California Goose Hunting and Population Dynamics

Hunted geese twice last week. First on Tuesday and last on Friday. The Tuesday hunt went well as two guests, Michael Flores and Chuck Alexander and myself shot almost a box of shells apiece.

Specs and snows were vulnerable in the morning fog. The final tally was 15 geese between us, nine of them were specs, the best table fare.

Last Tuesday, Chuck Alexander and Michael Flores, both with the California Correctional Peace Officer's Association, joined me for a hunt.

We’ve been hunting geese on Webb Tract since about 1978. I remember the first goose I ever killed on Webb. It was a dark goose, either a cackler or a white-front goose.

My hunting partner and I sat frustrated as a huge grind of mallards circled only 100 yards to the south of us. The circle they made was so tight that we could not come close to getting a shot.

We were hunting from a pair of barrel blinds that disappeared in the levy break that took place a couple years later. My hunting partner that day had carried a TV out to the blind so he could watch the playoff football game – can’t remember who was playing.

As he watched the football game, a small flock of geese passed overhead. We fired and both missed on the first shot, but the birds flared straight up and the second shot required no lead.

Shooting directly at the bird’s butt, I knocked him down. In those days Webb held many ducks, but few geese so the goose take was mostly incidental to duck hunting. Today the story is quite different.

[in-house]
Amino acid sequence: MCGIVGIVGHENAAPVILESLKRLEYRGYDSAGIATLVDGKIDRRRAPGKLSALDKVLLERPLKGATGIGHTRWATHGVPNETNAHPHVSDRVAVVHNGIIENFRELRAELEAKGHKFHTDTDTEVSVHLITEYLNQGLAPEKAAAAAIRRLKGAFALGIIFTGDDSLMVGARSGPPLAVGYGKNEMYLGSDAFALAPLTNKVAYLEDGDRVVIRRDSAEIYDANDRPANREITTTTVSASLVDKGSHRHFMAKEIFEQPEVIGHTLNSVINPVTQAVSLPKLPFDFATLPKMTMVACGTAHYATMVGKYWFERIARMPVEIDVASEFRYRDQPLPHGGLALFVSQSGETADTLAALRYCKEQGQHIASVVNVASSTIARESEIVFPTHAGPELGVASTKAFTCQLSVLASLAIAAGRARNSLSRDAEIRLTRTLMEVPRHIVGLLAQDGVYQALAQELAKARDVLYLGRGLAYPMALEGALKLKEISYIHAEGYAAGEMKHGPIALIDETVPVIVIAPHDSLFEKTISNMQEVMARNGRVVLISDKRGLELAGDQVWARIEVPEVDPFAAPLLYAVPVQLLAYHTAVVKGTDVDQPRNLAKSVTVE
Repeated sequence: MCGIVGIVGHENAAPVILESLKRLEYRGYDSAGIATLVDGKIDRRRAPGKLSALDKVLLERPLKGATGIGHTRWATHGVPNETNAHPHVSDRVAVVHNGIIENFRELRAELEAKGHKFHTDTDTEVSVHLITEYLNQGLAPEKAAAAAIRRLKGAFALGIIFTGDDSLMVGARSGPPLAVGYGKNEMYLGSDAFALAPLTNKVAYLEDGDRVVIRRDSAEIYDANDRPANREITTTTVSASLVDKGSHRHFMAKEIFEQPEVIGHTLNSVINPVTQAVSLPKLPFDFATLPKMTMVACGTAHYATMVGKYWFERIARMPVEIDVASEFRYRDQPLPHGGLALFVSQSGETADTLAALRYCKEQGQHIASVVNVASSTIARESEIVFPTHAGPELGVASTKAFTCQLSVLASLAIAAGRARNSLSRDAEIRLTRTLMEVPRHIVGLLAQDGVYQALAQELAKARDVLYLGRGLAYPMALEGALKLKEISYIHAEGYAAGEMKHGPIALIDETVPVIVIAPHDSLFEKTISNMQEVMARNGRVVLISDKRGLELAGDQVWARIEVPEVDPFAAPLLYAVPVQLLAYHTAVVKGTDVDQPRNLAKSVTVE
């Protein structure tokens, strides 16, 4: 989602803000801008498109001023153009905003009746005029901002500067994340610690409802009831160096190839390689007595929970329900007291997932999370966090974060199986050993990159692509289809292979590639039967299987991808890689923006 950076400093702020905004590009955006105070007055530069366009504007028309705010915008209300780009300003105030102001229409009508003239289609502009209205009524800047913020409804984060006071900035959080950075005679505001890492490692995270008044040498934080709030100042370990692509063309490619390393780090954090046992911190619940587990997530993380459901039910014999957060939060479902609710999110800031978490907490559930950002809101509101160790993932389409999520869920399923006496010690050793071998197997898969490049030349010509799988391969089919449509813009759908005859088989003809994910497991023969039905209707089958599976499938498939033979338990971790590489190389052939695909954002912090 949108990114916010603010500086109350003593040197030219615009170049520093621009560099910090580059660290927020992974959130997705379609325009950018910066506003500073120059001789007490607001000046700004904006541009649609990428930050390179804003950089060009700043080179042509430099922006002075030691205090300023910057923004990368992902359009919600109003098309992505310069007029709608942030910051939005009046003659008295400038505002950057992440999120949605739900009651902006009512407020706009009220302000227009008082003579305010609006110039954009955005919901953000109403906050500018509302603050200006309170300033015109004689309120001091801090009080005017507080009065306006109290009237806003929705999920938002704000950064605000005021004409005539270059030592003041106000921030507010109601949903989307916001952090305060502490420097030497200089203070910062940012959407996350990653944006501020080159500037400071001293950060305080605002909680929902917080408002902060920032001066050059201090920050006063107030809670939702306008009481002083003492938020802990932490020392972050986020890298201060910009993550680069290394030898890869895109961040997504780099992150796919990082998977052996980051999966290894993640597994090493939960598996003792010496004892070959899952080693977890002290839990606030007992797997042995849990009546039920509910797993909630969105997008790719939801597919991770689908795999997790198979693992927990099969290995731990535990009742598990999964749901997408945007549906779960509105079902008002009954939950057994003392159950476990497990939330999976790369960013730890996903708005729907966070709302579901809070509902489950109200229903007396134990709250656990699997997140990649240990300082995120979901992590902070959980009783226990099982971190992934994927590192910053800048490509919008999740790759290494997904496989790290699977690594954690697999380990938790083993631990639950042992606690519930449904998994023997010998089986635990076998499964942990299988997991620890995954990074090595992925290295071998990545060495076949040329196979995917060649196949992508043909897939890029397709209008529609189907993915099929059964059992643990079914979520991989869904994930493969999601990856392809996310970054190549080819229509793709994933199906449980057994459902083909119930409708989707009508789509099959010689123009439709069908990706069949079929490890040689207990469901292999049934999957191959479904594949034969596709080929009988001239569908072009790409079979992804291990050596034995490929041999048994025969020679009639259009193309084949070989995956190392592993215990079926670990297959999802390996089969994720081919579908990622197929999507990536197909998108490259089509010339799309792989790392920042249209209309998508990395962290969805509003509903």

Partner Fred with a nice bunch of ducks and geese on a foggy Webb morning. Note how we put out a bunch of plastic that day.

A couple years after the flood, we began to see a rise in the number of geese. First the snow goose population, then other geese.

The small Canada  goose population was so low in those days that the Aleutian goose was on the endangered species list and cackling geese were closed to hunting for a while as well.

The limit on white front geese (specs) was one and the total daily bag was three with three also the possession limit of three.

Goose hunting is feast or famine - plenty of famine.

In the ’90’s goose populations began to expand and it wasn’t long before huge flocks of Aleutians packed onto Webb during December. When hunting returned, they were very vulnerable and tended to fly within range much more than the other geese.

Snows, Aleutians and finally white front goose populations were made of largely of young birds during the 1980’s and ’90’s, but these days the goose population is much more mature.

We used to stop to admire white fronts with barred chests, but these days they are the norm. The average size of the geese is also larger. Population dynamics can be easily observed by unscientific methods.

Who knows how long the geese will maintain this boom cycle, but sooner or later it will come to an end. That’s the bad news. The good news is that maybe the ducks will then return.

The Good Old Days

Here’s a photo of Harry Rowell and and another fellow. This other fellow has been called Johnny horsekiller by some of the locals. I don’t have the story to go with the name.

The photo speaks for itself.

Harry Rowell and hunting partner Johnny

From what I’ve been told, these deer were killed in Nevada. Any of them would win the local big buck contest these days.

The Rowell Ranch, or at least what we know of it, bordered property we now own in Southern Alameda County. The Rowell Ranch Rodeo, which takes place near Palomaris Canyon is named after him.

Final Verdict on the Final Approach Duck Boat

I bagged more ducks when I left the boat for Lola and hid in the tules, but having the boat allowed me to stay out all day and hunt from locations I couldn’t reach on foot.

After nearly a full season of evaluation, I’ve got a pretty good handle on the Final Approach Duck Boat.